Gode Cookery Presents
Tales of the Middle Ages
True stories, fables and anecdotes from the Middle Ages


Visions of angels, of dead saints, of departing souls, and of the Other World were numerous in the Middle Ages. Angels mande revelations to saints, talked with them, aided them in danger; they were seen by them in conflict with demons. People saw one or many angels standing by holy men at their devotions. The Venerable Bede says of St. Cuthbert that he was often allowed to see and converse with angels, and when hungry was refreshed by food prepared by the Lord. St. Columbia was said to have received many "sweet angel visits," when sleepless or in solitude.

Detail of wall painting in the church of S. Angelo in Formis,
late 11th or early 12th century

Visions of the soul leaving the body - as a dove, for example - or of the soul being carried to Paradise by angels were very common. On the death of St. Martin, chanting voices were heard in the air, those of angels carrying his soul to Paradise. Similarly, demons were often seen carrying off souls of the departed to Hell.

Angels were believed to carry the soul to Paradise, or demons to transport it to punishment, or angels and demons to dispute for it, according to its state - ideas borrowed from Judaism. Hence there are many stories of angels or demons seen by the dying or their watchers, or of appearances of the Saviour, the Virgin, saints, and martyrs to them. Pope Gregory cites many of these, and says that when the vision is that of angels or the blessed the room is filled with light and sweet fragrance, and the music of Heaven is heard. When sinners die the visions are terrifying. Demons, as black men, crows, or vultures, with cruel faces and breathing fire, crowd round and insult the dying. Or a dragon twines itself round the body, with mouth thrust into mouth to draw out the breath. A lad who had refused to be a monk was thus attacked. The monks bade him make the sign of the Cross, but he could not. Then they prayed for him and the dragon fled. The lad lived to be an exemplary monk. Severus, a priest, was sent for by a dying man to intercede for him. He was pruning his vines and said that he would come presently. Before he arrived the man died. Soon after he returned to life, and said that cruel men, breathing fire, met him and led him through dark places, when a beautiful youth, with others like him, came and carried him back, for Severus was lamenting his death, and, for his tears, the Lord had granted him longer life. He now did penance and died cheerfully eight days later. With such edifying stories as these were medieval folk bidden to prepare for death.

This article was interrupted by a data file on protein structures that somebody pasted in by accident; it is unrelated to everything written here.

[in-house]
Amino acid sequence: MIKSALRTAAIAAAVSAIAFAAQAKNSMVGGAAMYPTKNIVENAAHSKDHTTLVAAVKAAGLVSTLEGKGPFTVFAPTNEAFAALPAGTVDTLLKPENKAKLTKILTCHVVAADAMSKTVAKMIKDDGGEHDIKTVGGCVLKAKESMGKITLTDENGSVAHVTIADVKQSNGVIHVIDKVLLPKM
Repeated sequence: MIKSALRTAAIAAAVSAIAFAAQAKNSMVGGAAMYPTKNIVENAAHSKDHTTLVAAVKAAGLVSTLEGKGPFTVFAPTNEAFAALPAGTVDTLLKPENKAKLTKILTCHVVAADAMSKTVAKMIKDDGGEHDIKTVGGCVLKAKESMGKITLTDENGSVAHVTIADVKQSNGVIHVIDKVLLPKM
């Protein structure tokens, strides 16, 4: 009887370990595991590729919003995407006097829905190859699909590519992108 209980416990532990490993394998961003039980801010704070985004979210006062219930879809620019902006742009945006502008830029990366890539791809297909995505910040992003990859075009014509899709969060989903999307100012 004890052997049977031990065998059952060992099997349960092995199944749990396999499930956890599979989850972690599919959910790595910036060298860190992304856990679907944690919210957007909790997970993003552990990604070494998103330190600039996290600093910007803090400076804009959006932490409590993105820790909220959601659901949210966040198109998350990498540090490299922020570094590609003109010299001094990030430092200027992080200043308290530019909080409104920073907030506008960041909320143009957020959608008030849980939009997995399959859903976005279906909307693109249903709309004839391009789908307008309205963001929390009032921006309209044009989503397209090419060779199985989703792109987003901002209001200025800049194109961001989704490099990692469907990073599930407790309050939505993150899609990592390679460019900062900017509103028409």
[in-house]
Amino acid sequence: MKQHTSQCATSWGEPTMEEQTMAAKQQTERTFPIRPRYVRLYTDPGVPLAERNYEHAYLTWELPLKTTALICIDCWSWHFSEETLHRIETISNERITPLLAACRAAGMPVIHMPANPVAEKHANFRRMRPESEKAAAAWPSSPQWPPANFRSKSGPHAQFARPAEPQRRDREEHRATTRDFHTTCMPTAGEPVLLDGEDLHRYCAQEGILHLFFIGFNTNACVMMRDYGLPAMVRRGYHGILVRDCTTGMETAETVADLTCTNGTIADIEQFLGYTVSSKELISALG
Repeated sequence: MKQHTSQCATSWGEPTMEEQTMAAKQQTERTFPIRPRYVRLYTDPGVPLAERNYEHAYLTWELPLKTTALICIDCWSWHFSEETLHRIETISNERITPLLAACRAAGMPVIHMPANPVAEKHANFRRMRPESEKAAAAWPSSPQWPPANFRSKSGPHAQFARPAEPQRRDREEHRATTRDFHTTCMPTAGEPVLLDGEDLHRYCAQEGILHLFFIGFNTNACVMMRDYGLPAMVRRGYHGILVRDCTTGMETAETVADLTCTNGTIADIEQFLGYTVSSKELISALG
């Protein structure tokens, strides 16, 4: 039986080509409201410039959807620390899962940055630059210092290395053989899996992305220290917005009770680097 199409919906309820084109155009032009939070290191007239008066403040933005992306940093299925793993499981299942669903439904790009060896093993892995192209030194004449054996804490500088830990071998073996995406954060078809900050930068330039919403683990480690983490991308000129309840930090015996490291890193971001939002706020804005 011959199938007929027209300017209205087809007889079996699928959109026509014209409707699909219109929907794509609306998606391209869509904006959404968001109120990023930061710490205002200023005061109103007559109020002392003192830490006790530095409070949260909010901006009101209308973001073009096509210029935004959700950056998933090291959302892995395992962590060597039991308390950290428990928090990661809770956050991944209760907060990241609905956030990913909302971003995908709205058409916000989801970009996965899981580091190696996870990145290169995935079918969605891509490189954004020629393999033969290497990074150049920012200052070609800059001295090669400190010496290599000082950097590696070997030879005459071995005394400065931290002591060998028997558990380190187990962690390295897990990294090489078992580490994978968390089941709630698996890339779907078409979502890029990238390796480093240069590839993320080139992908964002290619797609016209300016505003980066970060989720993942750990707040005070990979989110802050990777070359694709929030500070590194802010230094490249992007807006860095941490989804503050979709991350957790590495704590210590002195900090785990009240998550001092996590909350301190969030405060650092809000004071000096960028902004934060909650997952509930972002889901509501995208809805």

Angels carrying the soul of St. Bertin to heaven.
From an altarpiece by Simon Marmion, 1480.

In early Christian art and literature the soul was represented as a worshipper, or as a virgin in bright robes, sometimes seen as leaving the body of  a martyr. From early times it was also seen as a winged Psyche, a pygmy, or a little naked child, as in classical art. Angels were also depicted carrying such tiny figures in a veil or shroud to Paradise, or Abraham holds them in his bosom and within his robe. In the West, from the twelfth century and in earlier loves of saints, angels carry souls to Heaven, though it is not said that they are pygmies. Such tiny figures were represented as leaving the body of the dying by the mouth - an idea of escape known also in ancient times - and taken by demons or angels. But, according to Irenaeus and Augustine, souls have the same form as the body - so that may be known, adds Irenaeus. The soul tormented in the material flames of Purgatory or Hell must have been believed to have some corporeal qualities. This was, indeed, a general opinion, and even in Dante's poem incorporeal souls have taken the form of bodies and are subject to pain.

While the stories and art of the medieval period generally represent the soul in some of these forms, there are occasional descriptions of a different kind. Caesarius of Heisterbach, who depicts the soul as having bodily form, or as a beautiful boy, gives other accounts of it in his book. Thus he says that the soul was declared by Master Rudolph of Cologne to be like a spherical glass vessel, with eyes before and behind. He also speaks of a female visionary who declared the soul freed from the body to be a spiritual substance, spherical, in likeness to a lunar globe, adding that it could see in every part. Nevertheless, when an angel or a soul appears to men it has corporeal lineaments. A distinction is thus drawn between visionary and actual appearances. Roger of Wendover (d. 1236) also reports a vision, seen by Ailric, who dwelt with St. Godric near Carlisle. At Ailric's death Godric saw his soul as a kind of spherical body like a hot and burning wind, which shone like most transparent glass in the midst of an incomparable whiteness.

Excerpts from: Medieval Faith and Fable by J.A. MacCulloch. Boston: Marshall Jones Company Publishers, 1932.


© 1997-2004 James L. Matterer

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